Previous studies with Chinook salmon have found that postrelease, smolt-to-adult survival rates decreased as rearing density increased, and were generally consistent for all rearing densities, ranging from 4.5 to 44.0 kg/m3 (Ewing and Ewing 1995). In our study, we estimated density up to the autumn release (4.2–8.4 kg/m3). Even though we no longer knew the raceway densities at spring release, our study would be considered on the lower range of densities previously evaluated. Because the fish were volitionally released in the autumn and spring, we cannot conclude that the differences we saw in recovery rates were due to initial rearing densities. However, adult recovery rates from brood year 2001 appeared to support the hypothesis that lower initial densities improved survival.
Ewing and Ewing (1995) found support for their hypothesis that stress from higher rearing densities may have the largest negative effects on survival to adulthood during poor ocean conditions; and conversely, during years of favorable ocean conditions, survival may not be adversely affected from higher densities. In our study, lower densities appeared to give fish the greatest adult survival advantage when fish experienced poor postrelease conditions (i.e., brood year 2001). Fish from brood year 2001 had significantly lower adult recovery rates when compared with the 2000 and 2002 broods and were similar to other nearby spring Chinook hatcheries (Pastor 2010). These data indicated that postrelease factors played an important role in overall survival. Along with ocean productivity (Hare et al. 1999; Peterson et al. 2011), other factors that could lead to poor postrelease survival include disease (Warren 1991 and Moffitt et al. 1998), juvenile (Muir et al. 2001) and adult (Keefer et al. 2004) passage conditions, and predation (Rieman et al. 1991; Collis et al. 2001) in the Columbia River. Ideally, postrelease conditions would be predicted early enough so that rearing densities at hatcheries could be adjusted; unfortunately, this is not practical at this time.
Hatchery evaluation studies are often constrained by the number of fish and number of replicates available in an individual year (Tipping and Zajac 2010). Ewing and Ewing (1995) also noted that experimental study design may affect the ability to detect differences between densities and survival. We found this in our study as well. Three raceways were used during each of the 3 y for each of the three treatments (accommodating a 2-factor ANOVA to assess mortality); however, unique tag codes for individual raceways were only used in 1 of the 3 y. Ideally unique tag codes would have been used for all raceways during all 3 y to accommodate a factorial ANOVA to assess adult recovery rates. Also, the large number of fish in this study required utilizing embryos from multiple spawn periods, over two to three consecutive weekly spawns. Ideally the number of embryos taken from each spawn would have been equalized among density groups, but that was not practical due to the timing and size of the marking program. However, spawn periods were relatively close together for all density groups, and all fish at the start of the study were relatively small (averaged 3.3g [0.2 SD]); therefore, spawn period most likely had a negligible effect on growth and survival among densities.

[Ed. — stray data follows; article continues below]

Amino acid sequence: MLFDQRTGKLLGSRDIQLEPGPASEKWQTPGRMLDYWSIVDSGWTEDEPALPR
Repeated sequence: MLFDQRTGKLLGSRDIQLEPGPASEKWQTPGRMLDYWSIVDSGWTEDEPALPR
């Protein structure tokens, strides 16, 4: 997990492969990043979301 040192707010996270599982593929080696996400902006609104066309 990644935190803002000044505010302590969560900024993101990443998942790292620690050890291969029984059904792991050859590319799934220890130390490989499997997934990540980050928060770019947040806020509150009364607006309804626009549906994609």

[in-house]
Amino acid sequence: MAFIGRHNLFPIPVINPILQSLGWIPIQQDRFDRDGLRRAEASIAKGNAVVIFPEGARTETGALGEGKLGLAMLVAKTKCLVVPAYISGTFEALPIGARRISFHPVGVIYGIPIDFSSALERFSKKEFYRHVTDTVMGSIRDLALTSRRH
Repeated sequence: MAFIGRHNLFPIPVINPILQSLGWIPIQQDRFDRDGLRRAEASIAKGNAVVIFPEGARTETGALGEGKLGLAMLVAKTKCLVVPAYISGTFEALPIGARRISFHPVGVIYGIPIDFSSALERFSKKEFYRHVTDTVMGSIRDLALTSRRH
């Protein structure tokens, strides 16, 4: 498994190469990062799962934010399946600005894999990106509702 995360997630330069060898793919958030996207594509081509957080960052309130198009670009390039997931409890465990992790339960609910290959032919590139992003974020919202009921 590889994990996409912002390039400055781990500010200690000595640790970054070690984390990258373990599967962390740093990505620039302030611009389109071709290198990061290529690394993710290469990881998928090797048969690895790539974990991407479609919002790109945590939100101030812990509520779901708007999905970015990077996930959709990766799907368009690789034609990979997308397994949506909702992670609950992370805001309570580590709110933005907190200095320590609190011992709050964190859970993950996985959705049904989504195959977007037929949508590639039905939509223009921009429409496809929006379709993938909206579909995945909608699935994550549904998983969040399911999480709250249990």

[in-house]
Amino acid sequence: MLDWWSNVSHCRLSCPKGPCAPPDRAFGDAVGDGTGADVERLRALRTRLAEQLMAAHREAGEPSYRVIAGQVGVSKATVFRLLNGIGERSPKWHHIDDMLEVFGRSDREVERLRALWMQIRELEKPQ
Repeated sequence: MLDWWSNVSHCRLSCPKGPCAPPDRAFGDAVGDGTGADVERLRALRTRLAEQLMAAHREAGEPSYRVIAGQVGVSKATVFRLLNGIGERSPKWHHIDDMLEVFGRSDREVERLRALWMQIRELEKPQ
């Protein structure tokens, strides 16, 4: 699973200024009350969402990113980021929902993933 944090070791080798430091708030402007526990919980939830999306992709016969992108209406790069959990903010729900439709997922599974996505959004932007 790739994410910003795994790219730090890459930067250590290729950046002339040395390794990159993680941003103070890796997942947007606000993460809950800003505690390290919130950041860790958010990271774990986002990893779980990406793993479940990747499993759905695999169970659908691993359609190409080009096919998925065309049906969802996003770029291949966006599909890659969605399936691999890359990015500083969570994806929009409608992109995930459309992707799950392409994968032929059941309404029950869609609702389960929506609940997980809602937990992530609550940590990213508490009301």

There was no accurate accounting of when fish migrated during the autumn volitional release. Although the autumn volitional release occurred at the same time for the same number of days for all density groups, a variable number of fish could have left each raceway, which would have affected their final density, overwinter to spring survival, and postrelease survival. We attempted a mark–recapture sample with brood year 2002 to quantify the autumn release from each density, but we encountered problems in identifying our mark during sampling. The mark–recapture sample was abandoned. A volitional release evaluation is currently underway at the hatchery using Passive Integrated Transponder tags to quantify the number of fish leaving the hatchery, in both autumn and spring, with subsequent recoveries occurring at Bonneville Dam (juvenile and adult), the Columbia River estuary (juvenile), and at the hatchery (adult). Preliminary estimates from a 3-y evaluation (brood years 2005–2007) indicated that each year was unique in that approximately 16, 29, and 64% of the fish annually exited the raceways during the autumn volitional release (D. Hand, USFWS, personal communication). A spring only release is also being evaluated.
Although not a controlled factor in this study, summer water temperatures are an on-going concern at the hatchery. Summer water temperatures were high and increased each brood year from a July average 17.8°C (21.1°C maximum) for brood year 2000 to 19.4°C (22.8°C maximum) for brood year 2002. High summer water temperatures most likely contributed to high parasite loads experienced by fish among all density groups (S. Gutenberger, USFWS, unpublished data). The elevated summer water temperatures also explain, in part, why on-hatchery mortality increased each brood year and why the highest mortality occurred in brood year 2002, particularly of those fish reared at the highest density. The summer water temperatures at Warm Springs NFH were higher than the 15.6°C for optimum growth of Chinook salmon (Banks et al. 1971), higher than temperatures observed at nearby National Fish Hatcheries (USFWS 2007), higher than natural rearing areas upstream of the hatchery (B. Spateholts, Confederated Tribes of the Warm Springs Reservation, unpublished data), and exceeded the 20°C summer maximum guidance issued by the Environmental Protection Agency to protect salmon and trout in Pacific Northwest streams (ideally not exceeding 16°C; www.epa.gov/r10earth/temperature.htm, accessed 21 April 2011). Furthermore, climate changes along with warming temperature trends in the Pacific Northwest are predicted (Mote and Salathé 2010) and will likely increase challenges for hatchery operations (Hanson and Ostrand 2011), in particular fish health management. Hatcheries will need to account for climate change when determining optimum rearing densities.